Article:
Wallpaper is like a shot of Botox for a tired-looking room. Sure, paint will perk it up, but paper adds more than just color; it gives walls character, dimension, and pattern.
Wallpaper has adorned American homes since colonial times, but after its heyday in the early 1900s, it had a hard time overcoming its connotation as something only for chintz-loving grandmas or high-end designers. These days, thanks in part to buying opportunities on the Internet, homeowners are discovering an exciting world of sophisticated patterns, improved materials, and easy installation methods. You can choose from beautiful papers made in the 18th-century manner, as well as 21st-century nonwovens, which are sheets of fused fibers that are a breeze to hang—and remove.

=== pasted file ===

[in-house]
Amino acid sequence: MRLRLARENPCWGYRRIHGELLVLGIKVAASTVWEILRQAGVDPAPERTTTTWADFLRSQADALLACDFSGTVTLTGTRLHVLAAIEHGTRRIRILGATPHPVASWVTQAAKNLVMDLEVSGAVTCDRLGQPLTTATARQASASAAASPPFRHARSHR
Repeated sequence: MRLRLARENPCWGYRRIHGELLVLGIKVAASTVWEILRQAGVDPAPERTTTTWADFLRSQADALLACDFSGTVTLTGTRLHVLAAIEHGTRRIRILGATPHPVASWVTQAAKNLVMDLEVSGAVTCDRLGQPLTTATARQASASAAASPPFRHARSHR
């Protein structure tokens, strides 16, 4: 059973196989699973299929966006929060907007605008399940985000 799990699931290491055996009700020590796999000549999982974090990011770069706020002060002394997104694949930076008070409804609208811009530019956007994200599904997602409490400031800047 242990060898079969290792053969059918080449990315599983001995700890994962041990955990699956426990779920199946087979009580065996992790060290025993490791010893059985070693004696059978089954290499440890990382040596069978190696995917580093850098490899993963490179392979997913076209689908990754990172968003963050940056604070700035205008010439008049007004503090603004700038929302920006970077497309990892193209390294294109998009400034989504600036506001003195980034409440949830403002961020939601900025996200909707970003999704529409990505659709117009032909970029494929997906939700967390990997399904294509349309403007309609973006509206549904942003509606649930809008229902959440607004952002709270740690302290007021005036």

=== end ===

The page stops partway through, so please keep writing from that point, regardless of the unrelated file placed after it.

We'll guide you through the many types of wallpaper—including plain papers, vinyls, metallics, nonwovens, and grasscloth—and the essentials of buying and caring for them. Plus, you'll find useful tips on selecting a pattern, estimating how much to buy, and proper hanging technique. Once you see what paper can do for drab walls, you may reach for the paste rather than a brush the next time you need to freshen up a room.Shown:
Vinyl papers, such as this one, hold up in bathrooms that are well ventilated. Coral Gables in Aqua, textured vinyl on a fabric backing, $190 for a 61-square-foot roll; Thibaut